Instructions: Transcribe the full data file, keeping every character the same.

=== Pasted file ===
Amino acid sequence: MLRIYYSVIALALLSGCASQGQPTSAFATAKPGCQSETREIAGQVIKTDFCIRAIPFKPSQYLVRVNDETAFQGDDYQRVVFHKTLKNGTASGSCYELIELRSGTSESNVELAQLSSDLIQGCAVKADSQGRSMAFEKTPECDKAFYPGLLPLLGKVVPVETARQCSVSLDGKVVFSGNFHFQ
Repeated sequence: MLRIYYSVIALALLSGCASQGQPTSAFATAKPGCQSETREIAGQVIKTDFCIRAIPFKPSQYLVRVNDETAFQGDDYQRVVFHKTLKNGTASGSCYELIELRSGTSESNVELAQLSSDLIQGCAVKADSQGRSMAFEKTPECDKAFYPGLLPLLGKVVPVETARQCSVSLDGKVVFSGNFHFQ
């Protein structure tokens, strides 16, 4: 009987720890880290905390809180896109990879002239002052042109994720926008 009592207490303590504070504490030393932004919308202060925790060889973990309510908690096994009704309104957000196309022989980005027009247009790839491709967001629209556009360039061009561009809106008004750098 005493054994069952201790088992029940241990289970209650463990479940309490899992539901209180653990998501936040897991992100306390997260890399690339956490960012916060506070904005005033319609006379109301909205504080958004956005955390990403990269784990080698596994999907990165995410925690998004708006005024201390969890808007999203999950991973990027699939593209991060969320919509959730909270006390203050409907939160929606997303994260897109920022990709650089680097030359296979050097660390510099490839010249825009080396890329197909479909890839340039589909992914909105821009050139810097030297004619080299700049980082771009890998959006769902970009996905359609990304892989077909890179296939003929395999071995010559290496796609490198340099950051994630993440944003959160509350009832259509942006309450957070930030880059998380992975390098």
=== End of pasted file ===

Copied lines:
Amino acid sequence: MLRIYYSVIALALLSGCASQGQPTSAFATAKPGCQSETREIAGQVIKTDFCIRAIPFKPSQYLVRVNDETAFQGDDYQRVVFHKTLKNGTASGSCYELIELRSGTSESNVELAQLSSDLIQGCAVKADSQGRSMAFEKTPECDKAFYPGLLPLLGKVVPVETARQCSVSLDGKVVFSGNFHFQ
Repeated sequence: MLRIYYSVIALALLSGCASQGQPTSAFATAKPGCQSETREIAGQVIKTDFCIRAIPFKPSQYLVRVNDETAFQGDDYQRVVFHKTLKNGTASGSCYELIELRSGTSESNVELAQLSSDLIQGCAVKADSQGRSMAFEKTPECDKAFYPGLLPLLGKVVPVETARQCSVSLDGKVVFSGNFHFQ
């Protein structure tokens, strides 16, 4: 009987720890880290905390809180896109990879002239002052042109994720926008 009592207490303590504070504490030393932004919308202060925790060889973990309510908690096994009704309104957000196309022989980005027009247009790839491709967001629209556009360039061009561009809106008004750098 005493054994069952201790088992029940241990289970209650463990479940309490899992539901209180653990998501936040897991992100306390997260890399690339956490960012916060506070904005005033319609006379109301909205504080958004956005955390990403990269784990080698596994999907990165995410925690998004708006005024201390969890808007999203999950991973990027699939593209991060969320919509959730909270006390203050409907939160929606997303994260897109920022990709650089680097030359296979050097660390510099490839010249825009080396890329197909479909890839340039589909992914909105821009050139810097030297004619080299700049980082771009890998959006769902970009996905359609990304892989077909890179296939003929395999071995010559290496796609490198340099950051994630993440944003959160509350009832259509942006309450957070930030880059998380992975390098």